|Figure 1: Our area of interest captures the village of Hessigheim in Germany.
Imagery and LiDAR data for H3D were originally captured in a joint project between the University of Stuttgart and the German Federal Institute of Hydrology (BfG) for detecting ground subsidence in the domain of sub-mm accuracy. For this monitoring application, the area of interest which is the village of Hessigheim, Germany (see Figure 1), was surveyed at multiple epochs in March 2018, November 2018, and March 2019. The process of high precision alignment and georeferencing of imagery and LiDAR data, which is also mandatory for joint semantic evaluation, is described in (Cramer et. al., 2018) and (Haala et. al., 2020). In all three epochs, our sensor setup is constituted of a Riegl VUX-1LR Scanner and two oblique-looking Sony Alpha 6000 cameras integrated on a RIEGL Ricopter platform. Considering a height above ground of 50 m, we achieved a laser footprint of less than 3 cm and a Ground Sampling Distance for the cameras of 1.5-3 cm. Georeferencing of acquired LiDAR strips of this highly dense LiDAR point cloud with 800 pts/m² is accomplished using the OPALS software (Pfeifer et.al., 2014). Both the LiDAR data and the imagery were additionally georeferenced by a hybrid adjustment (Haala, et.al., 2020). The 3D textured mesh was generated by the SURE software (Rothermel et al., 2012), which integrated the LiDAR data to its Multi-View-Stereo image matching pipeline. Both data types are visualized in Figure 2.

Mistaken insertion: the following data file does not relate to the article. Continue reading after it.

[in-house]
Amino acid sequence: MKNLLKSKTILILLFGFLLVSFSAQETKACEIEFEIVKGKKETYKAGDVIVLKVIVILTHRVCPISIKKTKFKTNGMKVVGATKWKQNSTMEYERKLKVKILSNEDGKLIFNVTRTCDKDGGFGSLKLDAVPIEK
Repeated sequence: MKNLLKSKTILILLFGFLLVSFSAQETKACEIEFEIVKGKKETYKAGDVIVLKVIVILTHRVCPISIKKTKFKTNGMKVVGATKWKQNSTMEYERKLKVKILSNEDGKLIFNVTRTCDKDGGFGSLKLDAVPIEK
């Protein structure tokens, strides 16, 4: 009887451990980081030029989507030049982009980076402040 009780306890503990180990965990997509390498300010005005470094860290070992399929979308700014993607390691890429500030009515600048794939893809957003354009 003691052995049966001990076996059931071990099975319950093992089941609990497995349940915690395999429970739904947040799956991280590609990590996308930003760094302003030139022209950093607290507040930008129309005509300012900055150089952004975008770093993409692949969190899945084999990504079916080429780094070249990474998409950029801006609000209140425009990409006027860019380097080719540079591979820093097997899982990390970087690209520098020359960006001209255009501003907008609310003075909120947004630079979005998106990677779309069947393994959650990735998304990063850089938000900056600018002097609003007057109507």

|Figure 2: Exemplary data of our proposed benchmark. The high resolution LiDAR data H3D(PC) (left; coloured according to Reflectance) will be manually annotated and labels will be transferred to the 3D textured mesh H3D (Mesh) (right).|
3D Point Cloud. Apart from the XYZ coordinates of each point, LiDAR-inherent features such as the echo number, number of echoes, and reflectance were measured. The latter is derived by range correction of the raw intensity measurement by RIEGL. The LiDAR point cloud is furthermore colorized by transferring colors from the textured mesh. Additionally, we provide a class label for every point (classes will be discussed in section 3). As exchange format of data both plain ASCII files and Las files are provided.